If your memory of the last decade is a pixelated blur of dot-com schemes spawning countless millionaires, then revisiting the rise of the digital era through its most celebrated publication should bring events sharply back into perspective. In Wired: A Romance, Gary Wolf offers a studied rather than sensational journey through the detritus of the '90s techno explosion, the magazine's pivotal role in it and its maverick cast of characters.
Wired: A Romance is less a love story than a theological autopsy of a religion that flourished and went away in less than a decade. Things happened quickly for Wired -- remember ''Internet time''? At its height in the mid-90's, Wired could be found in the lobbies of venture capitalists, on the light tables of designers, underneath the coffee cups of computer geeks and in the middle of the only conversation that seemed to matter. It was, briefly, the coolest magazine on the planet. David Carr
As a staffer at Wired, the magazine that started and fueled Internet economy hype, Wolf watched the rise and fall of an era from his desk. And he took notes. His story, however, doesn't rise above the slew of boom-and-bust books; despite a few colorful details, much of it involves dull talk of stock options, money and control. Wolf follows Wired's founders, Louis Rossetto and Jane Metcalf, from their beginnings publishing European trade magazines to launching a wildly successful, influential magazine. The pair left Europe for San Francisco in the early 1990s to create "the mouthpiece of the digital revolution." Like most new businesses, Wired was launched with its founders' (here, especially Rossetto's) force-of-will, financial bootstrapping and an overwhelming sense of mission. In the early days, employees had to buy their own pens. "[Rossetto] was not just being frugal," Wolf writes. "The pens-or rather the absence of pens-had a meaning: hold on to your independence; do not get lazy; do not lose your identity; do not merge with the group." Indeed, Wired created a unique corporate culture, in which management brought employees to the hills north of San Francisco for a bit of media strategizing and pot smoking, and IPOs were printed in neon colors instead of the standard b&w format. Although not a tell-all, Wolf's story provides some gossipy tales of backstabbing, bruised egos, multimillion-dollar deals and steamy affairs. But as a romance, the story is bittersweet. Overspending and personality conflicts eventually forced the sale of Wired, albeit for a tidy profit. Like so many similar tales, what started as an attempt to change the world became an unseemly struggle for money and control. (On sale July 8) Forecast: Wolf's book, which would have made a great piece in San Francisco magazine but drags at book length, will be of interest only to those with ties to Wired. For general readers, the dot-com story may be over. Copyright 2003 Reed Business Information.
Wolf, coauthor of Dumb Money and a contributor to Wired and other magazines, here chronicles the life of Wired founder Louis Rossetto, as well as his times, which happened to be the stock market "bubble years" of the 1990s. According to the author, "The story had, if no sole author, at least a preeminent champion. His name was Louis Rossetto and his platform was Wired." Wolf introduces us to the intriguing Rossetto and his partner (in business and personal life), Jane Metcalfe, who met in Europe in the 1980s and eventually returned to the United States to start Wired. The magazine's story is told against the backdrop of the Nineties bubble and its collapse in 2000. The market's rises, corrections, and fall directly affected operations at Wired, and readers are given an inside look at the magazine's headquarters. This is a readable and fascinating account of Rossetto and Metcalfe, their influential magazine, and the volatile times to which they belonged. Highly recommended for both public and academic libraries.-Lucy Heckman, St. John's Univ. Lib., Jamaica, NY Copyright 2003 Reed Business Information.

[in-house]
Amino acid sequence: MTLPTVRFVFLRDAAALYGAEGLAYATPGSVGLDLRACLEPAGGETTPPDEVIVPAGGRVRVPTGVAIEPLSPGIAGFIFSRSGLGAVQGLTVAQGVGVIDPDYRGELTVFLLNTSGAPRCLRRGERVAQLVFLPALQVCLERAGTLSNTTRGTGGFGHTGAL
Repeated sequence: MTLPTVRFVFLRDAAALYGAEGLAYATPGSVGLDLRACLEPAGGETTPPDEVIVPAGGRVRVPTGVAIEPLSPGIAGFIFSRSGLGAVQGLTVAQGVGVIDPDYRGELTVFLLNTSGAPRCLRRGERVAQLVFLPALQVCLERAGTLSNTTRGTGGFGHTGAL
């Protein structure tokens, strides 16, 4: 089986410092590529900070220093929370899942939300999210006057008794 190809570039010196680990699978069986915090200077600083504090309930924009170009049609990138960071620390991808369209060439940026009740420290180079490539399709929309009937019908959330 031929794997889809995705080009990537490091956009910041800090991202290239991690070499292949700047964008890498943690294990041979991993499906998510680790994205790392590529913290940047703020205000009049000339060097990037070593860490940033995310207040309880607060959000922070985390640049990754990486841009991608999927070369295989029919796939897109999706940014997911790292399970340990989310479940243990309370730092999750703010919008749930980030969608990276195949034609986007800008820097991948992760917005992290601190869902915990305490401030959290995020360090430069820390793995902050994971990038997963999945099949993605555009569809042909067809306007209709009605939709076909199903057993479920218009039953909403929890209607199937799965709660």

Unconventional business saga about the founding of Wired magazine and its related online empire. Journalist Wolf, himself a Wired contributor, opens the story in 1985 with its dominant character, 35-year-old Louis Rossetto, living in Amsterdam and dreaming about starting a magazine that would capture not only the promise of online technology, but also the accompanying lifestyle. In Paris, Rossetto met Jane Metcalfe, another youngish American expatriate, who became part of his personal life and eventually his business partner. By the end of the ’80s, Rossetto and Metcalfe had worn out their welcome in Europe with both employers and social acquaintances; they decided to return to the US, hoping to raise money for a new magazine. The author devotes the first five chapters to the rootless wanderings of the oddly magnetic, ethereal Rossetto and the somewhat more realistic Metcalfe, chronicling every kick in the teeth they suffered before launching the first issue of Wired from a San Francisco workspace in 1993. The failures, told in excruciating detail and with oddly flat affect, pile on top of one another until the journey becomes extremely depressing. The Wired launch provides brief uplift, but Rossetto was so contrary with anybody who preached the conventional wisdom of the magazine business that soon the narrative is filled again with relentless contentiousness. Wolf knows his use of the word "romance" is unorthodox; he insists it’s appropriate because it hints at the supernatural, tracing "the effect of a fantastic ideathe idea that computers will make every existing authority obsoleteas it worked through and upon the man who conjured it up." Uneven, but the quirky charactersand the magazine’s skyrocket trajectory keep it compelling through the final page.